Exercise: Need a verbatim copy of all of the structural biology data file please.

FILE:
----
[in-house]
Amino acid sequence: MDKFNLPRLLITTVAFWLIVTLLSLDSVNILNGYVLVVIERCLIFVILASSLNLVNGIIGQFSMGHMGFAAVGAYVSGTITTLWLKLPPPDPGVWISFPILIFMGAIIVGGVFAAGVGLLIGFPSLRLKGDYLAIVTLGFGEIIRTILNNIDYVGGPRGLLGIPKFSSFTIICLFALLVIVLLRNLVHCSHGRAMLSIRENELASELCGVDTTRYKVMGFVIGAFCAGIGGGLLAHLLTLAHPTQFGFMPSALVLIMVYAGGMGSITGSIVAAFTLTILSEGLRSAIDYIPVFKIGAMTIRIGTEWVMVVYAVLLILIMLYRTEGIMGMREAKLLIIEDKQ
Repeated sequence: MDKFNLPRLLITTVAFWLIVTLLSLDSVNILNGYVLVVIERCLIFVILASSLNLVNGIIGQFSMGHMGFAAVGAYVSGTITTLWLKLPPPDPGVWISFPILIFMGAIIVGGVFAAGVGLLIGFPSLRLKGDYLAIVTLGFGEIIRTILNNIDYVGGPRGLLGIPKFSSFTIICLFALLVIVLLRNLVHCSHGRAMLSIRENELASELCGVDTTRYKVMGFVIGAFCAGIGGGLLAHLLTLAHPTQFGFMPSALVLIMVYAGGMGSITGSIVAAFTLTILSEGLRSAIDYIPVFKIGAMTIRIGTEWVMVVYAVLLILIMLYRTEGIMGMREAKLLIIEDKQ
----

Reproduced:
[in-house]
Amino acid sequence: MDKFNLPRLLITTVAFWLIVTLLSLDSVNILNGYVLVVIERCLIFVILASSLNLVNGIIGQFSMGHMGFAAVGAYVSGTITTLWLKLPPPDPGVWISFPILIFMGAIIVGGVFAAGVGLLIGFPSLRLKGDYLAIVTLGFGEIIRTILNNIDYVGGPRGLLGIPKFSSFTIICLFALLVIVLLRNLVHCSHGRAMLSIRENELASELCGVDTTRYKVMGFVIGAFCAGIGGGLLAHLLTLAHPTQFGFMPSALVLIMVYAGGMGSITGSIVAAFTLTILSEGLRSAIDYIPVFKIGAMTIRIGTEWVMVVYAVLLILIMLYRTEGIMGMREAKLLIIEDKQ
Repeated sequence: MDKFNLPRLLITTVAFWLIVTLLSLDSVNILNGYVLVVIERCLIFVILASSLNLVNGIIGQFSMGHMGFAAVGAYVSGTITTLWLKLPPPDPGVWISFPILIFMGAIIVGGVFAAGVGLLIGFPSLRLKGDYLAIVTLGFGEIIRTILNNIDYVGGPRGLLGIPKFSSFTIICLFALLVIVLLRNLVHCSHGRAMLSIRENELASELCGVDTTRYKVMGFVIGAFCAGIGGGLLAHLLTLAHPTQFGFMPSALVLIMVYAGGMGSITGSIVAAFTLTILSEGLRSAIDYIPVFKIGAMTIRIGTEWVMVVYAVLLILIMLYRTEGIMGMREAKLLIIEDKQ